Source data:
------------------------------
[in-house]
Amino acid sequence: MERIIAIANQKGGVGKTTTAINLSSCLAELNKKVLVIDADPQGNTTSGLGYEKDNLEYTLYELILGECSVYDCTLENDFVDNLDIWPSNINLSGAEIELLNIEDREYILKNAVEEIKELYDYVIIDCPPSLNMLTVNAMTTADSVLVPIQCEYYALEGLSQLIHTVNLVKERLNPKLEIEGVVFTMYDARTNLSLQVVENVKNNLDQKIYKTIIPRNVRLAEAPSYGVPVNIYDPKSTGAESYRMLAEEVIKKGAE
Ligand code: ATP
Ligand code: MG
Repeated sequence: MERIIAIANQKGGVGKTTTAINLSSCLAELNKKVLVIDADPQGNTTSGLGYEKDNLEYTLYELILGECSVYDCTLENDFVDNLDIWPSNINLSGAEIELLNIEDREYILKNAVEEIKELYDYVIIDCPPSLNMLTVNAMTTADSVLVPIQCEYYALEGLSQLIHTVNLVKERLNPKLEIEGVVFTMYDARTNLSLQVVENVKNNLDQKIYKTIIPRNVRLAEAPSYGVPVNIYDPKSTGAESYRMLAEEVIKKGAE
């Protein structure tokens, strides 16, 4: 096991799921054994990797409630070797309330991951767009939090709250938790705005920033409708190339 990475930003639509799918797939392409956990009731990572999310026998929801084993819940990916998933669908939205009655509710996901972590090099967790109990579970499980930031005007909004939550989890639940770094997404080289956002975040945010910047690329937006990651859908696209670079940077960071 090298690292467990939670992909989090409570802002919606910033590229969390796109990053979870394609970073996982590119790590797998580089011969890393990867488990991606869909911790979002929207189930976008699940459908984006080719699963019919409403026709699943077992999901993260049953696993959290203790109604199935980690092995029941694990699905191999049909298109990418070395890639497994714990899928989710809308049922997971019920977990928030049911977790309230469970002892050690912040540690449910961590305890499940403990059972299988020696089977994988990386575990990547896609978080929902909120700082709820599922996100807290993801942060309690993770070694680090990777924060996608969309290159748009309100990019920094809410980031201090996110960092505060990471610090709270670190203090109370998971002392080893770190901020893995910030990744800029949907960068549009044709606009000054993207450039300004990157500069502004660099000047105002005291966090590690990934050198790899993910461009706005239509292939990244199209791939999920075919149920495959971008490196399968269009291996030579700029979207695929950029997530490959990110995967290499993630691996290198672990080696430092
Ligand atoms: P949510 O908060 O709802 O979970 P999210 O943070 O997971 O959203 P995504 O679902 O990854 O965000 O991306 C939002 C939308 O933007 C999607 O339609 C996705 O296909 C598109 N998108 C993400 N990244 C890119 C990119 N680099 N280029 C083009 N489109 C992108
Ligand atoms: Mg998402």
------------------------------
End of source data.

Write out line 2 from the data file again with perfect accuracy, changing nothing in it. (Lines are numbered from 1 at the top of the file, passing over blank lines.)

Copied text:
Amino acid sequence: MERIIAIANQKGGVGKTTTAINLSSCLAELNKKVLVIDADPQGNTTSGLGYEKDNLEYTLYELILGECSVYDCTLENDFVDNLDIWPSNINLSGAEIELLNIEDREYILKNAVEEIKELYDYVIIDCPPSLNMLTVNAMTTADSVLVPIQCEYYALEGLSQLIHTVNLVKERLNPKLEIEGVVFTMYDARTNLSLQVVENVKNNLDQKIYKTIIPRNVRLAEAPSYGVPVNIYDPKSTGAESYRMLAEEVIKKGAE